Stretching and burning
When baby is crowning it is typical to feel a stretching and burning sensation around the opening of the vagina. Tearing the perineum is a common concern for birthing women, but ironically it’s that fear experienced during crowning that may cause the perineum to tear. It‘s crucial during crowning to fully relax the pelvic muscles to avoid tearing or restricting baby’s oxygen supply.

During childbirth the body produces massive amounts of oxytocin and endorphins, hormones that typically dull pain and make you feel euphoric and sedated. As birth progresses the body produces increasing amounts of these hormones, resulting in an experience known as a ‘birth high’. This ‘high’ helps the mother cope with pain, and when baby is finally born, helps mother and baby to bond. The hormones can sometimes make women feel a little out of control, while other women sink into the experience and describe feeling very centered. It’s important for women to relax and know that this experience is normal and beneficial.

It’s well known that birth can be physically exhausting, with a large chunk of that exhaustion attributed to stress related tension. With the onset of a contraction a common reaction is to tense in preparation for the pain, which ironically increases the sensation of pain and uses up vital energy reserves in the process. When bearing down in the second phase of labour, again a common reaction is to tense and strain muscles. While the second phase may be slightly shortened by this mode of action, it increases the risk of tissue trauma, fetal hypoxia, and most definitely contributes to exhaustion. To counteract the tendency to tense muscles, techniques that focus on relaxing muscles can be used. Water birth is well known to relax muscles, along with hypnotherapy, positive affirmations, massage, and acupressure. Creating a calm, stress free environment is also key.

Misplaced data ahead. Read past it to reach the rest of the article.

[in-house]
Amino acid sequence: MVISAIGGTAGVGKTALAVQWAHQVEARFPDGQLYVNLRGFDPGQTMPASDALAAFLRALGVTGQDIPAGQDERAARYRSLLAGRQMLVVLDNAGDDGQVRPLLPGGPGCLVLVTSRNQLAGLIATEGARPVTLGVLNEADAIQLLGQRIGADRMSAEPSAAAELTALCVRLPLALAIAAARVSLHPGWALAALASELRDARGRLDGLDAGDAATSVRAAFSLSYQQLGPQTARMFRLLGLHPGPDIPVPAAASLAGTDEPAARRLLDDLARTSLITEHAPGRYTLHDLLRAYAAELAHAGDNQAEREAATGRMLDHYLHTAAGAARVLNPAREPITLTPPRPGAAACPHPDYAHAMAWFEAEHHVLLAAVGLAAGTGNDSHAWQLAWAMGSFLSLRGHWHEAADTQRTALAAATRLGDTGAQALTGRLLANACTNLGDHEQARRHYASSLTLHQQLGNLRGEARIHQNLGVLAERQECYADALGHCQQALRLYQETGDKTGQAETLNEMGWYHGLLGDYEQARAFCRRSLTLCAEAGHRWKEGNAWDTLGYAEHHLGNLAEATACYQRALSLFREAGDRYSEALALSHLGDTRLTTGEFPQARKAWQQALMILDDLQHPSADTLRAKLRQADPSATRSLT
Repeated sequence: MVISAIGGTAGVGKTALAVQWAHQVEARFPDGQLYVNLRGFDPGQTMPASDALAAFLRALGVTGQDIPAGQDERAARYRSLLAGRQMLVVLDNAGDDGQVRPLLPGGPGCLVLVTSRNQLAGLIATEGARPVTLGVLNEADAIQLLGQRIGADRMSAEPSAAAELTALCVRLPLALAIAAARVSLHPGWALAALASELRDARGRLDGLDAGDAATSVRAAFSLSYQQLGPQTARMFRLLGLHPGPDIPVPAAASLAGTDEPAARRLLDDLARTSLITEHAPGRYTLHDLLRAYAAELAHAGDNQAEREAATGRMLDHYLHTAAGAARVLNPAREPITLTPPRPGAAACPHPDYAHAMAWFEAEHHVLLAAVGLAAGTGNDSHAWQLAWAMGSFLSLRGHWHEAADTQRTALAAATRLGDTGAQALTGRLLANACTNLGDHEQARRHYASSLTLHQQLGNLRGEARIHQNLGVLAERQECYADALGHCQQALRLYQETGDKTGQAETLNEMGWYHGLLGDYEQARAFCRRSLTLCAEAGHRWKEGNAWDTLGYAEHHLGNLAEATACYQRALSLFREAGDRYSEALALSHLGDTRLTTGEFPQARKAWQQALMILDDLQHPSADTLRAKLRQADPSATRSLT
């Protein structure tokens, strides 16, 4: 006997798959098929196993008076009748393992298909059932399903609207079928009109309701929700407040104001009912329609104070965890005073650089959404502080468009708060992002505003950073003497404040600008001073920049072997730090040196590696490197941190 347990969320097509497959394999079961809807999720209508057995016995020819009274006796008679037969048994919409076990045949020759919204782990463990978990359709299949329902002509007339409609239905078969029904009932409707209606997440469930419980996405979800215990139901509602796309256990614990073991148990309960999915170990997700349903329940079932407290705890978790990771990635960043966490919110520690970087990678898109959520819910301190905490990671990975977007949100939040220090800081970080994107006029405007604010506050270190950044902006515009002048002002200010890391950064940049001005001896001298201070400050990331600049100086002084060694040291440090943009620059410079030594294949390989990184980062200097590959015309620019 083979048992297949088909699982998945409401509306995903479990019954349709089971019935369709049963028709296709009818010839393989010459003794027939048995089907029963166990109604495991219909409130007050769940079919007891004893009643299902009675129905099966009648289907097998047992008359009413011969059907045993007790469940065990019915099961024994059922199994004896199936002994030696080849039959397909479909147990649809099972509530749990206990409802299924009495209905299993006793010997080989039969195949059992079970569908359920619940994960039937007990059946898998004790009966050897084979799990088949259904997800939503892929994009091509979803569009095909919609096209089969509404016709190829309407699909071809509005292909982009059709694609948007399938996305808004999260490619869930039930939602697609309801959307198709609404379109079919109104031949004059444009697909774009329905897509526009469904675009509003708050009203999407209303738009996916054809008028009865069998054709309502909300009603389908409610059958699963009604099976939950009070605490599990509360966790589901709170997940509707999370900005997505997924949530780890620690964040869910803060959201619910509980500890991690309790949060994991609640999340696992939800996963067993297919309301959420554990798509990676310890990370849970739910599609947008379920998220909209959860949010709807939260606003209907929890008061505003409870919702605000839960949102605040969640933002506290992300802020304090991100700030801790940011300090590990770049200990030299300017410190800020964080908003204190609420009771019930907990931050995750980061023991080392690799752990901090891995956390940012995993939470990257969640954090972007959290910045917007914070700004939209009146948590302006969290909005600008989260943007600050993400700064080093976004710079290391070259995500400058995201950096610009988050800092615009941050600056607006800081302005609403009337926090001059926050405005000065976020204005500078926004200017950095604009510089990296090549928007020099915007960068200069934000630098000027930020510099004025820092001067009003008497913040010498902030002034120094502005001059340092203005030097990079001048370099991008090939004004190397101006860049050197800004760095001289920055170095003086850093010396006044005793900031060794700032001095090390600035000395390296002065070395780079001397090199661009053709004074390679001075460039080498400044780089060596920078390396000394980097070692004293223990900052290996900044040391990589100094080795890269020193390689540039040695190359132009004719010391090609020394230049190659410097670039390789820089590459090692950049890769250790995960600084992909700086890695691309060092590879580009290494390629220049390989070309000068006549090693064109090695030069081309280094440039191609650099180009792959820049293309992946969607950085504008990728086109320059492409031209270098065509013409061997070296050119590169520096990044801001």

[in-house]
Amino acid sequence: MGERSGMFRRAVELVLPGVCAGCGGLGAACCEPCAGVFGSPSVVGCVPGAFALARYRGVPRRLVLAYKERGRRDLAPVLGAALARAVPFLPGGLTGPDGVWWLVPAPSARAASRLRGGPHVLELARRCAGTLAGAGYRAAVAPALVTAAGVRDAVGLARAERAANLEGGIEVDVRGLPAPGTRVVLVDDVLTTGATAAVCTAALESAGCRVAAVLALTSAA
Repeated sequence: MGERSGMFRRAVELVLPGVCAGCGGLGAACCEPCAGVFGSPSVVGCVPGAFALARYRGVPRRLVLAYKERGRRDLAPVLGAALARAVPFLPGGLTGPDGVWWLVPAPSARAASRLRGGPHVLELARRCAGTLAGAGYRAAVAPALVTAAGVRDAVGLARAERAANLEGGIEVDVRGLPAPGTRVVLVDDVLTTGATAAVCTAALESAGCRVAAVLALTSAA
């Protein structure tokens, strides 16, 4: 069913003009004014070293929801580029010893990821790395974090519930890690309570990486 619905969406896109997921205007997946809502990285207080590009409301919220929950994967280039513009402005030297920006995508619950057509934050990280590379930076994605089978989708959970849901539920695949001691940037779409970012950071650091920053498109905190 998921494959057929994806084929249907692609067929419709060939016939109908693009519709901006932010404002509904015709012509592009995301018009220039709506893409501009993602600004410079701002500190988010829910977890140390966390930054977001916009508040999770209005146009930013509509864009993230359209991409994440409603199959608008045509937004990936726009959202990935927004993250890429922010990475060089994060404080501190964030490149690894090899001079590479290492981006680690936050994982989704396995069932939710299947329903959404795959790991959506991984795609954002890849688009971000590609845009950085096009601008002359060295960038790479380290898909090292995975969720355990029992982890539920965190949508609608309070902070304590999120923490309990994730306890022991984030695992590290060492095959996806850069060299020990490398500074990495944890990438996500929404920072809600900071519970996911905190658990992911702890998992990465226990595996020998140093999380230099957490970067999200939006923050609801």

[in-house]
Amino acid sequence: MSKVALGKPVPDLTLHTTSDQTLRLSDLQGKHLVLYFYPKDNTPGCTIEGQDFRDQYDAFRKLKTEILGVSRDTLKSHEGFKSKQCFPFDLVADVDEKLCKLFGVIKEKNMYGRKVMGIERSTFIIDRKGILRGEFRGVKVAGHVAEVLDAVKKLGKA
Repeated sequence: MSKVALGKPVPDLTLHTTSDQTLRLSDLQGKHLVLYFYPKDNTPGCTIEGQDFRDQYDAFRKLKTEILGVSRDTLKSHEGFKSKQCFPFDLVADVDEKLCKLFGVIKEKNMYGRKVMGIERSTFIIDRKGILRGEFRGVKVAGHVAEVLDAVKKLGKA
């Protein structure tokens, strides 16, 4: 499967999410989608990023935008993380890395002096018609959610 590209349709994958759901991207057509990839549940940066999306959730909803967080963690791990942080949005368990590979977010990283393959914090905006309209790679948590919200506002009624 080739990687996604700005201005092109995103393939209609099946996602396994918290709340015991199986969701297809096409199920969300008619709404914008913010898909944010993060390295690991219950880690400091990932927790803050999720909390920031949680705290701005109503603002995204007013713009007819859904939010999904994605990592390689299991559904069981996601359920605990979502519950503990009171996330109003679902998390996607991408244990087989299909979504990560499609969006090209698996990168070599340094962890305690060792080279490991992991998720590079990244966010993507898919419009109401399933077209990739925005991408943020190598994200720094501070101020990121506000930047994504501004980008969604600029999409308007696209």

Birthing women may also experience mental exhaustion. It can take extreme amounts of mental effort to consciously relax tensed muscles, or focus the mind on something other than the pain. The tears and smiles when baby is born aren’t just about the beautiful baby, they’re also prompted by relief, knowing the mammoth task is finally over. Like physical exhaustion, mental exhaustion can be reduced by practicing relaxation techniques, such as hypnotherapy and positive affirmations, throughout pregnancy and birth. Supporters can help a birthing mother by giving her abundant encouragement and praise, guiding her through her relaxation techniques, reassuring her when she becomes doubtful, and ensuring the atmosphere in the room remains calm and stress free.

by Amanda Greavette 
The beauty of birth
For many women birth is the most painful experience they’ve been through, but also the most amazing and beautiful experience. It has been described as “the most beautiful pain ever felt”. A birthing woman’s body provides her with painkilling hormones, giving her the ability to experience both intense pleasure and pain at the same time. When baby finally emerges, the pain subsides and she is left with a cocktail of hormones, a euphoric birth high, imprinting her baby’s face in her memories forever. The experience is passionate, instinctive and powerful.